UN assesses if Antarctica temperature reading is record high


The UN weather agency said Friday that an Argentine research base on the northern tip of Antarctica is reporting a temperature that, if confirmed, could be a record high for the icy continent.

World Meteorological Organization (WMO) spokesperson Clare Nullis, citing figures from Argentina’s national weather service, said the Esperanza base recorded 18.3 C on Thursday — topping the former record of 17.5 C tallied in March 2015.

The WMO committee that draws on the agency’s weather and climate archives is now expected to verify whether the reading would amount to a new record.

“Everything we have seen thus far indicates a likely legitimate record, but we will of course begin a formal evaluation of the record once we have full data from SMN and on the meteorological conditions surrounding the event,” said WMO’s weather and climate extremes rapporteur, Randal Cerveny, referring to the acronym for Argentina’s weather service.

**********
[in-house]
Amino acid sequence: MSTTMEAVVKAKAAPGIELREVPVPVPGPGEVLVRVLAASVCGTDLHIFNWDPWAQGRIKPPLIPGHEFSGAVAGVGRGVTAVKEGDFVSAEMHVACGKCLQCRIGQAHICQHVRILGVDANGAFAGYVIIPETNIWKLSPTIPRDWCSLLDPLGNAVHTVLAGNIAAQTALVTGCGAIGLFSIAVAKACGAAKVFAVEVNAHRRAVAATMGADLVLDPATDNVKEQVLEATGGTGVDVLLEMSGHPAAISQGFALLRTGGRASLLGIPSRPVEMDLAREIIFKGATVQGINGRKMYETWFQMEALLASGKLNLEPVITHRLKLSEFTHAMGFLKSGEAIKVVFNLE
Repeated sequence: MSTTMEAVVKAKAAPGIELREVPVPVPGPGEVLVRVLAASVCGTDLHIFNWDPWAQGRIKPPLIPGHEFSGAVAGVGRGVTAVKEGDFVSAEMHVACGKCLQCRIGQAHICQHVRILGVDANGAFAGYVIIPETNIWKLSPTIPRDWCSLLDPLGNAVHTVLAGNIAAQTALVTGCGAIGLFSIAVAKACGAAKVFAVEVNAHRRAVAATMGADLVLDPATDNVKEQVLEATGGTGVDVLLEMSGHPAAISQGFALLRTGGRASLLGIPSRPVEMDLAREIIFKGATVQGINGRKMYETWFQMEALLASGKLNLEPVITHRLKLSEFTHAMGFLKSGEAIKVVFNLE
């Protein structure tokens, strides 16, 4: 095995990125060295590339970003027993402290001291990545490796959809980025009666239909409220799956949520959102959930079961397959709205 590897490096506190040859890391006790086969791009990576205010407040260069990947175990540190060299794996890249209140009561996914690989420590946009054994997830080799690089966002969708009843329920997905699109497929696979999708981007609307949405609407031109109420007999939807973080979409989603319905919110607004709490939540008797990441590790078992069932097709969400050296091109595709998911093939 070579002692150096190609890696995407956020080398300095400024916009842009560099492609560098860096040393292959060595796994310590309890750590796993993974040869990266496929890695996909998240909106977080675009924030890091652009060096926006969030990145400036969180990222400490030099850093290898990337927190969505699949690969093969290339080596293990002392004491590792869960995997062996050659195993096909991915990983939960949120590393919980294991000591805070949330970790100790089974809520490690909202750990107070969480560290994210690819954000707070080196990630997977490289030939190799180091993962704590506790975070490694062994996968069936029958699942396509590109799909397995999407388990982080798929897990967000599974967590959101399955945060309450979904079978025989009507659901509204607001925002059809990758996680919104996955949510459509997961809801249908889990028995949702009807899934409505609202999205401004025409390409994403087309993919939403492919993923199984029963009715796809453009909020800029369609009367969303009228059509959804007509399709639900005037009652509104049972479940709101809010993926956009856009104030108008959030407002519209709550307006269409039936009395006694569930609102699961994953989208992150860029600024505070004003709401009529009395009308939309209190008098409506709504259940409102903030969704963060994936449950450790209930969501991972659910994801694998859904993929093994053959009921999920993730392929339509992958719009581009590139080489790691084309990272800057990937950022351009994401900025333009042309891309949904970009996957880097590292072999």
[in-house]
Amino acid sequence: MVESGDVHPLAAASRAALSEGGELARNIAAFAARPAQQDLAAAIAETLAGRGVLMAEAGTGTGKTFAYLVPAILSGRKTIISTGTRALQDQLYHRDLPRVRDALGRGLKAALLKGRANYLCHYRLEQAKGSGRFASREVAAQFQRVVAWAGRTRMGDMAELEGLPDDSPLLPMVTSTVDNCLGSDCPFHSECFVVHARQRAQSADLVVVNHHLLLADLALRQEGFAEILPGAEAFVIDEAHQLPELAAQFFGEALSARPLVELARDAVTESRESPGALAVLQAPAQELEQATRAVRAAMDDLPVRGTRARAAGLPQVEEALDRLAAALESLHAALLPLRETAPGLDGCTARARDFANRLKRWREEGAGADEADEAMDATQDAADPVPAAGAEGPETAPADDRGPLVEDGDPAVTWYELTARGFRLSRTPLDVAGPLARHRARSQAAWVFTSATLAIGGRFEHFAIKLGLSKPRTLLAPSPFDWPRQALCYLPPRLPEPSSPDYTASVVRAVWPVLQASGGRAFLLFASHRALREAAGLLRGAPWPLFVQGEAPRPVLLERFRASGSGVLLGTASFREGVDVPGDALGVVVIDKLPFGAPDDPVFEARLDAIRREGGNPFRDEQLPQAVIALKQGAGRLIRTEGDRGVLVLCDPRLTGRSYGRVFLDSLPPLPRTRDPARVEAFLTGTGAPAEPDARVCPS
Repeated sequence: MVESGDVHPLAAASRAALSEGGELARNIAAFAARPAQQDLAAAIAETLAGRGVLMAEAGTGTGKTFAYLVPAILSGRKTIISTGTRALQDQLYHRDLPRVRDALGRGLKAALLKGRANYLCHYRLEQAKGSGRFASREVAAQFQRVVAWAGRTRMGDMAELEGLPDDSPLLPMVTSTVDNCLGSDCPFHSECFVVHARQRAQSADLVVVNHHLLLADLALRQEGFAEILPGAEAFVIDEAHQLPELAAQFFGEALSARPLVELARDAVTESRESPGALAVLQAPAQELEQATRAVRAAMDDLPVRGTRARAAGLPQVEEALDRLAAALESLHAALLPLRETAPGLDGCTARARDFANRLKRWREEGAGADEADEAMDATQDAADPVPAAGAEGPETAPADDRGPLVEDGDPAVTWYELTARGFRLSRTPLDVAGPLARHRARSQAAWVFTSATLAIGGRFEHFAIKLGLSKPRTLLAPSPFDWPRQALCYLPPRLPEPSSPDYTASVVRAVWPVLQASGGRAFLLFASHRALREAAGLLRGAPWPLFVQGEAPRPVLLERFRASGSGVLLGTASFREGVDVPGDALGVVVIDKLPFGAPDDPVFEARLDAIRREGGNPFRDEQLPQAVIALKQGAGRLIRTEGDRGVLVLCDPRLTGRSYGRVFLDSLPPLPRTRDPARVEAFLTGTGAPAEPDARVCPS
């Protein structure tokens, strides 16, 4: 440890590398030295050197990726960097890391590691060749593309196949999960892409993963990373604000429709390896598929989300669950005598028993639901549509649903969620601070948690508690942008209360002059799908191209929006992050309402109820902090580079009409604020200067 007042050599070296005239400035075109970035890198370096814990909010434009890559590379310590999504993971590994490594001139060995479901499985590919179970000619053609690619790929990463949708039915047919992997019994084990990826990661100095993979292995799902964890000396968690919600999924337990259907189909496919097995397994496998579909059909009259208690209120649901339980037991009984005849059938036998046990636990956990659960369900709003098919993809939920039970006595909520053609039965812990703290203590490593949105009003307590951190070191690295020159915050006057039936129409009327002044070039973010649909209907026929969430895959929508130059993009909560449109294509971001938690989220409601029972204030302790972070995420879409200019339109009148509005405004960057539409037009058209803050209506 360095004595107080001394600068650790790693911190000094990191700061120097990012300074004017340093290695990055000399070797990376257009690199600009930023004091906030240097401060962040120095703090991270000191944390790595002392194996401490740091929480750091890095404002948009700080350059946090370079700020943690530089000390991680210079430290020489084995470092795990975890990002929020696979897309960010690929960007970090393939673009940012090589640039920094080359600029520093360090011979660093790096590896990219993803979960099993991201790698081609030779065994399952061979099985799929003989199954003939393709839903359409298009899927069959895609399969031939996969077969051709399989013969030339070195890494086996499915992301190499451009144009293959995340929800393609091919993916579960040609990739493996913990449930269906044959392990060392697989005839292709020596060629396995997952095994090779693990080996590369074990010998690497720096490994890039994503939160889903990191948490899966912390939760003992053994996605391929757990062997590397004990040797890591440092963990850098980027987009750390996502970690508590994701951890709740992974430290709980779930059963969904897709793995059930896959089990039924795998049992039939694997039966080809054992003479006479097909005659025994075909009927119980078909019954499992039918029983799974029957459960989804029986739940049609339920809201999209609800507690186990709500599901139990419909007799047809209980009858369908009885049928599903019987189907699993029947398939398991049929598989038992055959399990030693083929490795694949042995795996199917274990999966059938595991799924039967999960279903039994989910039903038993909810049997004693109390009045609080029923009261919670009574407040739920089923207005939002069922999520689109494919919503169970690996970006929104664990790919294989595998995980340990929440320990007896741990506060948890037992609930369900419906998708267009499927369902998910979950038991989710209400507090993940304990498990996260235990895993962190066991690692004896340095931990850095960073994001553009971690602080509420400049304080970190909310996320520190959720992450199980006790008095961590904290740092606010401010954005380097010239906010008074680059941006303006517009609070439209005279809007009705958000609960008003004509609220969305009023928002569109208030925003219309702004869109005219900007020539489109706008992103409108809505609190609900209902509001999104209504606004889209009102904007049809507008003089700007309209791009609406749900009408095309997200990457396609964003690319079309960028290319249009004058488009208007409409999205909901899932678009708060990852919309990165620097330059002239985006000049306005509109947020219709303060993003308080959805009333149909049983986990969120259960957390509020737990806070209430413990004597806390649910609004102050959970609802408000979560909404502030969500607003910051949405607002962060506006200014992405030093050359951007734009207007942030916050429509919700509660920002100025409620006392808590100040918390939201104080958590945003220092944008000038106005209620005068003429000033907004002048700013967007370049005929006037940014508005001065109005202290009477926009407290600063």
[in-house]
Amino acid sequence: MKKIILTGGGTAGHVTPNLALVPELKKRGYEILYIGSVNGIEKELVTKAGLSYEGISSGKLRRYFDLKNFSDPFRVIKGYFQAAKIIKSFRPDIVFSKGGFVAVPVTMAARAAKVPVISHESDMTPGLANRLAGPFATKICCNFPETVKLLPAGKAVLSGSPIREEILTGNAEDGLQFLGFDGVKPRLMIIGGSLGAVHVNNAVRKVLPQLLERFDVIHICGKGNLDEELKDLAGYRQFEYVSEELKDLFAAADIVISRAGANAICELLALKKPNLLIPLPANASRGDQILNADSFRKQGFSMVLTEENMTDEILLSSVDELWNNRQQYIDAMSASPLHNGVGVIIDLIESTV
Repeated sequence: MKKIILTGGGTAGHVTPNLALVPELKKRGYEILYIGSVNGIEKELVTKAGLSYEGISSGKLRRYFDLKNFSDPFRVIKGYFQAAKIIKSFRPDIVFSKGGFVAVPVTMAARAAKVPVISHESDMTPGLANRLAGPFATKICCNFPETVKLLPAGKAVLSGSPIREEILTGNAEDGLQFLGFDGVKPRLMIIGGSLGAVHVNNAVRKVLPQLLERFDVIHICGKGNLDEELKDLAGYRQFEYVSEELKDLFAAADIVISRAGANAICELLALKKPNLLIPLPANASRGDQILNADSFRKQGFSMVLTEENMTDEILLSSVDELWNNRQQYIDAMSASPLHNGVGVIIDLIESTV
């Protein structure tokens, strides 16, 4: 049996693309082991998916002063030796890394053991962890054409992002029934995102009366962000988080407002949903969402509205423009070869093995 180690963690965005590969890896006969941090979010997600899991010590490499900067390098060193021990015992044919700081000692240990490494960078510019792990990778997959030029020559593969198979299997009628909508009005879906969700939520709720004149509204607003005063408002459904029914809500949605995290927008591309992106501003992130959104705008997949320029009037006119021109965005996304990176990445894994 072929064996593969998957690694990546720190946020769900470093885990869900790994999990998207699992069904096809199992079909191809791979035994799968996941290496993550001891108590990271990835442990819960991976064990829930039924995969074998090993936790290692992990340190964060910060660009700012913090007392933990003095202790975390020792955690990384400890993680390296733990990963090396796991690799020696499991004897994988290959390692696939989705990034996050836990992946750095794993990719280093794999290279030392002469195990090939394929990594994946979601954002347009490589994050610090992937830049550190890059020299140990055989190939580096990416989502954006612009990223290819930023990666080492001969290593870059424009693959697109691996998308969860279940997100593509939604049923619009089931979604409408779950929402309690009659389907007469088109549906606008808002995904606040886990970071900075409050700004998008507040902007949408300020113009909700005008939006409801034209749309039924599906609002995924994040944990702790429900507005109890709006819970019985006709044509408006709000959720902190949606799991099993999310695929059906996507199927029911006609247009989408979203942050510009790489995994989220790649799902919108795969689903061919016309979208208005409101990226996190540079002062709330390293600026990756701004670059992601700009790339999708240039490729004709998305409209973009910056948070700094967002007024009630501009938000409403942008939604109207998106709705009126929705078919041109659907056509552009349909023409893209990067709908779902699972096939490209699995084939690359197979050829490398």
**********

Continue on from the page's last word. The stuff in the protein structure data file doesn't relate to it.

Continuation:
“The record appears to be likely associated [in the short term] with what we call a regional ‘foehn’ event over the area,” Cerveny said, defining it as a rapid warming of air coming down a slope or mountain.

A glacier at Chiriguano Bay in the South Shetland Islands, Antarctica, is seen last November. (Johan Ordonez/AFP via Getty Images)

WMO says the Antarctic Peninsula, on the continent’s northwest tip near South America, is among the fastest-warming regions on Earth — at almost three degrees over the last half-century.

Some 87 per cent of glaciers along the west coast of the peninsula have retreated over that 50-year span, with most showing “an accelerated retreat” over the last 12 years, WMO said.

Although Antarctica remains a cold place, this data image illustrates warming across the continent. Red represents areas where temperatures, measured in Celsius per decade, have increased the most during the last 50 years, while dark blue represents areas with a lesser degree of warming. West Antarctica and the Antarctic Peninsula, the craggy finger of land jutting out from the continent, have experienced the most warming. (NASA/GSFC Scientific Visualization Studio)

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